“I knew what it was immediately,” he says. “I knew I needed God back in my life, and so, I did the one thing I knew to do, and that was turn to Our Lady.”
He retrieved a set of rosary beads that had been gathering dust on a shelf, got down on his knees, and prayed.
“Just asking Our Lady to bring me back to God. At that point, I had forgotten the mysteries, so I just made them up,” he says. “When I started praying the rosary, I just felt this motherly embrace, I mean a true embrace that could only come from heaven. It just enveloped me.”
He began attending Mass again but not before going to confession.
“When I came out of the confessional, it was like a weight had been lifted off my shoulders. I mean, you hear people say it, but it was incredible.”
Soon, Sunday Mass wasn’t enough. He started going to daily Mass and spending time in eucharistic adoration. A new job at an experiential marketing company in Portland gave him the flexibility to do both.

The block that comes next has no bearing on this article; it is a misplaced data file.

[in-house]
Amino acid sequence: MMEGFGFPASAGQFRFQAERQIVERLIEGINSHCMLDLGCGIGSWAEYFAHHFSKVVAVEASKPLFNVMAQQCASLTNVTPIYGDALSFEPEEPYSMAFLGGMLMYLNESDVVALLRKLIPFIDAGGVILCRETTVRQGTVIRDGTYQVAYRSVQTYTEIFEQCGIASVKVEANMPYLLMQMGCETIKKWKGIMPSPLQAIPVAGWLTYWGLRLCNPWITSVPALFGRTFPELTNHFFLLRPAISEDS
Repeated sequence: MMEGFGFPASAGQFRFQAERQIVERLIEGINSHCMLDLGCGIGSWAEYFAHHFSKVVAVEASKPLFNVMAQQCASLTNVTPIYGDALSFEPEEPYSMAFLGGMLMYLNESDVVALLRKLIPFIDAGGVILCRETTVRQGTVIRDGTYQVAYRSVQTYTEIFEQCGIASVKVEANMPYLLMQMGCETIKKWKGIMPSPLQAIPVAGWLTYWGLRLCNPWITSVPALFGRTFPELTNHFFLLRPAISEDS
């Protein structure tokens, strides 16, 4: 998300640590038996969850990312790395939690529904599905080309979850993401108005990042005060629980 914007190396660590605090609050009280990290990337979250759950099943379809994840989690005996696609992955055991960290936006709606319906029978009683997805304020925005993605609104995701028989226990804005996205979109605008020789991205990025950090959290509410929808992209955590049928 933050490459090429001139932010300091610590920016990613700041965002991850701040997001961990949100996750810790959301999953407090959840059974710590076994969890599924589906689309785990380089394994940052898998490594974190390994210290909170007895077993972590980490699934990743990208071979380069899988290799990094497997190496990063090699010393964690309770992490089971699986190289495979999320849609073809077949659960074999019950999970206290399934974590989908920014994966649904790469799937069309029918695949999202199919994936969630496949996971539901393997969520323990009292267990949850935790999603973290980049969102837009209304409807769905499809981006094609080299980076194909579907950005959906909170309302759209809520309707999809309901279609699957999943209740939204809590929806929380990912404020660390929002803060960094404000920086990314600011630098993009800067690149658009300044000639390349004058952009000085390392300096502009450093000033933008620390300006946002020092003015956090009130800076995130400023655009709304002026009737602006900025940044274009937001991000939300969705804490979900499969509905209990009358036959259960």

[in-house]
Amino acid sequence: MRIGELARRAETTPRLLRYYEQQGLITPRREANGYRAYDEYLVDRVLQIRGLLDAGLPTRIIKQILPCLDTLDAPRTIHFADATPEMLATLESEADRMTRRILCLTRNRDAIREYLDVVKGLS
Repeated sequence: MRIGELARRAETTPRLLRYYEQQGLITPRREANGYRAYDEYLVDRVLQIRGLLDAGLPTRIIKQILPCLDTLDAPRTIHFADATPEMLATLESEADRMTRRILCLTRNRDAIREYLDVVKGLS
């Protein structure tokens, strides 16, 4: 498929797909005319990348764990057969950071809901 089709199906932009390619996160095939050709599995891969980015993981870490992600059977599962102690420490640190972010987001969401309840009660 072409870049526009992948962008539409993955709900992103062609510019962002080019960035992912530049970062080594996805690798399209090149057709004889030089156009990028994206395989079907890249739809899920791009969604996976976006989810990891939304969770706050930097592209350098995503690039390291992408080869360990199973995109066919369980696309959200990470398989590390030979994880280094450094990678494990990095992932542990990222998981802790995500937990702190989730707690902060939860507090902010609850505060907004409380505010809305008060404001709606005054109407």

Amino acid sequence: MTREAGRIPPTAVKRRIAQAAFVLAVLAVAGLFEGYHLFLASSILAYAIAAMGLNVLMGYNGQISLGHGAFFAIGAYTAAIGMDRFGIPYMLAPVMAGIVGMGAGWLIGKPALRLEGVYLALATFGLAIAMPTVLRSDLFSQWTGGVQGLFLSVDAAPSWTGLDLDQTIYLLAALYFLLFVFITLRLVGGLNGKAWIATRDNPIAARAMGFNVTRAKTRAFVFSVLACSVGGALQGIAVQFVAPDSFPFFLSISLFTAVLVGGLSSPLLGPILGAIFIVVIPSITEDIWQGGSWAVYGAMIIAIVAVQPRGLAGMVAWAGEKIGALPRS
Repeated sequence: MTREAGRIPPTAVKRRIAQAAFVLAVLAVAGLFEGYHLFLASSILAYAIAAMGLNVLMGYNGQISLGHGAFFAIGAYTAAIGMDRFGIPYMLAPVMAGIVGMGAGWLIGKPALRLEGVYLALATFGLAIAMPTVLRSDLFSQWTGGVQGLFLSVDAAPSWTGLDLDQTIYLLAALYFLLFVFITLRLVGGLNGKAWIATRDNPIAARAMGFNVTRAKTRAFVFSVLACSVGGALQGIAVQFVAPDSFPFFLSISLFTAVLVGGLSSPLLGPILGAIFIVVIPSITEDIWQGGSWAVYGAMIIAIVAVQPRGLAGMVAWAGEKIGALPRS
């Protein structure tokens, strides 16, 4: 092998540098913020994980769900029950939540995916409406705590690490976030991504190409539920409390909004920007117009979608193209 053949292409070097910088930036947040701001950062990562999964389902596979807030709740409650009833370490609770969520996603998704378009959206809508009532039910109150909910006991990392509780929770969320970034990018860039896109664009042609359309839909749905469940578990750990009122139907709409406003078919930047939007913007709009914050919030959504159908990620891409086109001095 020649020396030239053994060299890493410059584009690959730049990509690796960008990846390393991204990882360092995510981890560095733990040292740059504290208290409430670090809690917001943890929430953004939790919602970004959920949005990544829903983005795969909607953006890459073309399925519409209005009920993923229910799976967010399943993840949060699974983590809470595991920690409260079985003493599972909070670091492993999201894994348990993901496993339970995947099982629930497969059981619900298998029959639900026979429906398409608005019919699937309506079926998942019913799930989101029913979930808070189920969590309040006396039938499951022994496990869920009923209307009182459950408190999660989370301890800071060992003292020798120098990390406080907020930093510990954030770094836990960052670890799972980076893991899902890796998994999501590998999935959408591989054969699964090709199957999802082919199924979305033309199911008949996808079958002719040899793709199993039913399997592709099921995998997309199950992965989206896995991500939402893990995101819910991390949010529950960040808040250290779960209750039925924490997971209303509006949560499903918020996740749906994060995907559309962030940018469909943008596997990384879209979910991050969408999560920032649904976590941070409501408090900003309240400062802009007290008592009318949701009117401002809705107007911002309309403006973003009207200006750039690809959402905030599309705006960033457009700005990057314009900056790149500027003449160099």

“My work schedule allowed me to go to Mass each morning at Saint Joseph Church in Portland. I would also go to Saint Joe’s during my lunch break and spend time in prayer before the tabernacle.”
He started to hear the call to the priesthood. At first, he pushed it out of his mind, but it kept getting stronger.
“God just grabbed hold of me, and it was ‘Let’s go!’”
Deacon Gregory says, throughout his life, he always had big goals. He just hadn’t envisioned this was how they would be reached.
“It doesn’t get bigger than this. This is eternal,” he says.
He contacted the vocations office, where Father Bob Vaillancourt was just transitioning in as director.
“To be able to go through that discernment and be guided by Father Bob was amazing. He really took me under his wing and just opened my eyes and my heart to so many beautiful gifts the Church offers.”
Gregory began formation at Saint Mary’s Seminary & University in Baltimore, then transferred to Pope St. John XXIII National Seminary (formerly Blessed John XXIII) in Weston, Mass.
Although he admits that there were times of doubt and anxiety, he says, looking back at it, he wouldn’t change a thing.
“It led to a greater love for God, a greater trust in God.”
He now says that he gives thanks to God every day for his vocation.
“It’s a true gift.”